It was in the Spring of 1846, in the town of Springfield, Illinois, when George Donner placed a notice in the town’s Gazette, appealing for able bodied persons to join his wagon train for the 2000 mile journey to California, promising as much land as they wanted at no cost. Donner’s group left Springfield in mid-April, and by late July, had reached what is now Wyoming, where they camped alongside several other western bound wagon parties. It was here where emigrants were told about a shortcut to their destination, named the “Hastings Cutoff”. Electing Donner as it’s captain, a group numbering 87 people equipped with 23 wagons, broke away from the main body of overland travelers, and set out for California, intent on using the untried route.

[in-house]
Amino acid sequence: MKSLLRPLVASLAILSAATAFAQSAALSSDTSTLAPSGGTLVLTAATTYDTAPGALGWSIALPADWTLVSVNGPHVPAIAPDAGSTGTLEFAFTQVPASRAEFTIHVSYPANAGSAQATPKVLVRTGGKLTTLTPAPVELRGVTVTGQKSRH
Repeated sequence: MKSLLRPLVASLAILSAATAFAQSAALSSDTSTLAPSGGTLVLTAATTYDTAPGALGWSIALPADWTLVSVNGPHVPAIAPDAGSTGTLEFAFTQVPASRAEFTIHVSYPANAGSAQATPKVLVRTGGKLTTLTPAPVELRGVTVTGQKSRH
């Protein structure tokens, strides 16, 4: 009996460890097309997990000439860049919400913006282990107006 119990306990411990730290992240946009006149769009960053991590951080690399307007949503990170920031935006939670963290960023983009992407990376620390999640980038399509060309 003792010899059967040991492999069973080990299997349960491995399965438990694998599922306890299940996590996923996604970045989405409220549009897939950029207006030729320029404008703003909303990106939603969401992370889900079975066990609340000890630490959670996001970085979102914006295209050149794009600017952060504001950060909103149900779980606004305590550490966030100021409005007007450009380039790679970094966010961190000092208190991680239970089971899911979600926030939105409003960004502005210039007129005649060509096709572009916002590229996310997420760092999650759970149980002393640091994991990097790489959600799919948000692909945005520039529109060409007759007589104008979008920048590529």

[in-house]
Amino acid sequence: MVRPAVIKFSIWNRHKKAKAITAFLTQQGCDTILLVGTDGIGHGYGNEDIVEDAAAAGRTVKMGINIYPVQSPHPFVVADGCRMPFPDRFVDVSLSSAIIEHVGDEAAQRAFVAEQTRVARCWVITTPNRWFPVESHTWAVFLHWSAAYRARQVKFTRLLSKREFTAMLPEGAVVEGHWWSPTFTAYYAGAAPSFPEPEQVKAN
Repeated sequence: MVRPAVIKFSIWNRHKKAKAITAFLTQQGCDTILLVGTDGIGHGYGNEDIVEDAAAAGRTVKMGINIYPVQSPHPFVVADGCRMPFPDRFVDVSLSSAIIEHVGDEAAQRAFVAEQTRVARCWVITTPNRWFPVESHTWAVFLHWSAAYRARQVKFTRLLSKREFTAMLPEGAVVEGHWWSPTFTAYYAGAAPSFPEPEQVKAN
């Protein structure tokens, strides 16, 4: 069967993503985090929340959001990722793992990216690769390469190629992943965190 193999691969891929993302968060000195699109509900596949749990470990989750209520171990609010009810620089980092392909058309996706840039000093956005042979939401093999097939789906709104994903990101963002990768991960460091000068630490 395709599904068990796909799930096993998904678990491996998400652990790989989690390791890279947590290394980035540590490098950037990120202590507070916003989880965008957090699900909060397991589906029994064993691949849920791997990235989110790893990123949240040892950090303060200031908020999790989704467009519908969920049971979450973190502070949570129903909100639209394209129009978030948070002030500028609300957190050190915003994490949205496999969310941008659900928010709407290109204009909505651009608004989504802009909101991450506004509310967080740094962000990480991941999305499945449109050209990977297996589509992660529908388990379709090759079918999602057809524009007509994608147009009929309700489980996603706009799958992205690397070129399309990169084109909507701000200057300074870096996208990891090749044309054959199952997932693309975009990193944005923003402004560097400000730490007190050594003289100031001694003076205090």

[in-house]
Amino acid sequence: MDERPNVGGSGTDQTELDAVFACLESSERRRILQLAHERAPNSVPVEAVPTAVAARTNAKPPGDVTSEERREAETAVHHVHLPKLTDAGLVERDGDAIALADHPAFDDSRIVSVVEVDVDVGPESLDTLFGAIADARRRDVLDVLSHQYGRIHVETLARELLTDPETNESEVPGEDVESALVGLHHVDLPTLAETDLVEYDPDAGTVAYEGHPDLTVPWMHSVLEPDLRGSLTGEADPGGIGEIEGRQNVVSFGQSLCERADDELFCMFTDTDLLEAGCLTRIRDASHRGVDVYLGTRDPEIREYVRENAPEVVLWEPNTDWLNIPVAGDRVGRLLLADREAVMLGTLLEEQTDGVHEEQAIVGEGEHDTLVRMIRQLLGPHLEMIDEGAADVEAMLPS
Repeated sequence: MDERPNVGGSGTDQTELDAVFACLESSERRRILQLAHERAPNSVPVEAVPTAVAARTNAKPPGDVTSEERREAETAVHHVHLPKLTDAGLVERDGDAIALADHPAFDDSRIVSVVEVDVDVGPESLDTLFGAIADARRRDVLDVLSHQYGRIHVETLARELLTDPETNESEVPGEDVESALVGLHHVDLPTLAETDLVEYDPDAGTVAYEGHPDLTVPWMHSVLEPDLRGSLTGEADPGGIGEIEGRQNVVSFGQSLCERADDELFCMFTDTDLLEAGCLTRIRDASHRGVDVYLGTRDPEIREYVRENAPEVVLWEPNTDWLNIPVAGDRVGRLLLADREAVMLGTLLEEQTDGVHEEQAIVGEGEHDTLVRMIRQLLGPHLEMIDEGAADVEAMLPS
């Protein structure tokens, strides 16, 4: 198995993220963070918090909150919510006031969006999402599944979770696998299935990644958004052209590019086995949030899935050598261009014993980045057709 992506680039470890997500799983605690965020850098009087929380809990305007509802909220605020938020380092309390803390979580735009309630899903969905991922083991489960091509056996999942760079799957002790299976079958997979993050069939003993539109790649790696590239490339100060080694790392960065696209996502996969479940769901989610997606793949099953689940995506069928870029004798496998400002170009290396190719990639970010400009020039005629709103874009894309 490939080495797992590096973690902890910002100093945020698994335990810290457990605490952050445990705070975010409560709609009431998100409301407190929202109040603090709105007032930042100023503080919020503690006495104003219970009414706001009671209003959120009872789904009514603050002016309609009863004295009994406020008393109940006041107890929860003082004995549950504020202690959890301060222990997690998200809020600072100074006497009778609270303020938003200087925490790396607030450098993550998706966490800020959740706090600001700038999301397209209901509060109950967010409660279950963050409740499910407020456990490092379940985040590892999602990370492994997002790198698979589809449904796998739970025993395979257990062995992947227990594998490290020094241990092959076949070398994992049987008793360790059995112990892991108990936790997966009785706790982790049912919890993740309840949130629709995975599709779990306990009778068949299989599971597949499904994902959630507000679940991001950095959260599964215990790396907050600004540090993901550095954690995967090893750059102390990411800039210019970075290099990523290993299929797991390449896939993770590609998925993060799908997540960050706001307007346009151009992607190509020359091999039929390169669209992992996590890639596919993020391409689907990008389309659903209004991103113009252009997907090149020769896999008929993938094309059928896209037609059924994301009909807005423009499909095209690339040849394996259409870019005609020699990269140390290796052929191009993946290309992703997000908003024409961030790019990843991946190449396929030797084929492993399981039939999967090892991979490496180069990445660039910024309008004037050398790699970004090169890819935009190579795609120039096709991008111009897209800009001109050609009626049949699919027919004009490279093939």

The decision to use the “Hastings Cutoff” would set off the chain of misfortune that we now associate with the Donner Party. They would fall weeks behind schedule, and were already running short of food when they reached the Sierra Nevada in late October, where they faced the beginnings of what became the worst winter in the region’s history. Freezing temperatures, starvation, death and even cannibalism would forever be the group’s legacy. But amidst the five months of despair, there were also elements of hope, courage, and survival…46 people would live through the ordeal, and the story of the Donner Party did nothing to discourage a westward movement, which, actually, was only just beginning.